Third-base

Triple-A Reno
  • Jamie Romak - September 30, 1985 (minor-league free agent), .240/.331/.370
    This is Romak’s thirteenth minor-league season since being drafted as a 17-year-old by Atlanta in 2003. He did finally reach the majors last year with the Dodgers, after 4,306 minor-league PAs, but it would take something severe for Romak to figure into the Diamondbacks’ plans this season, especially once Lamb returns to full health. Curiously, has been almost as much at second-base as third for Reno this year, despite the former being a position he’d never previously played as a professional.

  • Kevin Frandsen - May 24, 1982 (minor-league free agent), .297/.329/.311
    Saltalamacchia isn’t the Aces’ only player with major-league postseason experience! Okay, here it’s a single PA, with Washington in last year’s NLDS, for the second-oldest player on Reno’s roster. He does have positional flexibility, already appearing at both corner outfield spots as well as first, second and third. But no-one slugging less than .300 with the Aces should be keeping their suitcase packed in expectation of an imminent call-up.

Double-A Mobile
  • Brandon Drury - August 21, 1992 (from Atlanta for Justin Upton), .281/.293/.376
    It’s curious: how we tend to think of Drury as a potential future replacement for Aaron Hill at second, yet he has played more games at third for the BayBears than second. Brandon had a really slow start, going 1-for-24, but has picked things up since. However, he still has only four walks in 188 PA this year, and his power has all but evaporated; Drury has 23 home-runs last season, but after 44 games this year, has precisely one long ball to his name.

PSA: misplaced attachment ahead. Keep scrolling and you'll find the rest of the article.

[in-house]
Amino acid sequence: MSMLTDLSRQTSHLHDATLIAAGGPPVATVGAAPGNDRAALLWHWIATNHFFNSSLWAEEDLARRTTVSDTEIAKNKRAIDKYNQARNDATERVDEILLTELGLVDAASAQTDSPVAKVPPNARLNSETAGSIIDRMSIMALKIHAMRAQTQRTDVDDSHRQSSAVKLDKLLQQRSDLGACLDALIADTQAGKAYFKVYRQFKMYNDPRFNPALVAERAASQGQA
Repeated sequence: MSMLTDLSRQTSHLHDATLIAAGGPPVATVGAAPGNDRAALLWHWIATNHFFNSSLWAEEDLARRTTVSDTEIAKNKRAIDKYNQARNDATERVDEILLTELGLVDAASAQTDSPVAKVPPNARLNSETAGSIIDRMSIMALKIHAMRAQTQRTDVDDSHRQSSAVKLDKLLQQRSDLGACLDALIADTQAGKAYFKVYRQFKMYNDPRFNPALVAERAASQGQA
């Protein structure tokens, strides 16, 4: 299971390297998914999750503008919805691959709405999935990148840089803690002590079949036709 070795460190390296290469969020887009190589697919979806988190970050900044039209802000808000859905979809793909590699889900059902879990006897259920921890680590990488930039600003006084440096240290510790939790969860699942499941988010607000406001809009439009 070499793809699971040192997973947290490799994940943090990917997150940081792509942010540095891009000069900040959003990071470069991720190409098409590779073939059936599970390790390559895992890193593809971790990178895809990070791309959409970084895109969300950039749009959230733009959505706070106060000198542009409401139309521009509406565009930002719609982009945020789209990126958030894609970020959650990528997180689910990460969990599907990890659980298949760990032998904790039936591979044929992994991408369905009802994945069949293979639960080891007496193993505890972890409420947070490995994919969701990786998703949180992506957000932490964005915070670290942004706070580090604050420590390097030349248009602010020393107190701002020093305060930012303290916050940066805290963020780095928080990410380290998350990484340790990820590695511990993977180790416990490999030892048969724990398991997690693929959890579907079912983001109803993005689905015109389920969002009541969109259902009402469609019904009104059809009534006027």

High-A Visalia
  • George Roberts - April 17, 1990 (26th round, 2013), .286/.360/.403
    Was on quite a fast track last year, starting in Low-A, going through A-ball and ending the season in High-A. He’s now repeating with Visalia, and is producing at about the same kind of level. He needs to get his power up if he’s to have any hope of progressing: that’s a key component in the corner infield spots, but Roberts has less than a handful of homers since the beginning of last year.

  • Kevin Medrano - May 21, 1990 (18th round, 2012), .298/.380/.415
    Also repeating the level from last year, much of the above goes for Medrano, who is virtually the same age as Roberts, and is also looking for his first home-run of the season. So far, actually has more walks than strikeouts, but this may just be small sample-size, given last season for the same team, Medrano’s K:BB ratio was a more normal 62:28. He may have acquired unexpected plate-discipline skills over the winter, but I’m not counting on it.

A-ball Kane County
  • Cody Regis - June 8, 1991 (undrafted free agent), .331/.388/.400
    A home-state kid, born in Tucson, though he went to UCLA where he was part of the College World Series winning team in 2013. However, he went undrafted, and almost gave up on baseball, before rediscovering his love of the game in an unlikely place: Paris. The one in France, not Texas. His manager there then got a job in the Pirates organization, helping Regis get a tryout with the D-backs, which led to his contract with the Cougars. And Regis has got off to a good start in his first-season of pro-ball, albeit with a likely unsustainably high BABIP certainly playing a significant part in the average.

  • Jose Munoz - December 28, 1993 (2nd round, 2012), .241/.307/.367
    Munoz has been getting work in as Kane County’s third baseman. While prove to striking out, Munoz also shows a somewhat more developed ability to take the walk. While his hit tool has not quite lived up to the original hope, he remains a steady riser through the ranks and could conceivably see Mobile by the end of the season. Given the presences of Tomas, Lamb, and Drury all ahead of him and looking like long-term solutions Munoz will have to improve greatly with the bat before he shows much of a future with the team. Of course, a breakout season at the plate could change things at an given time.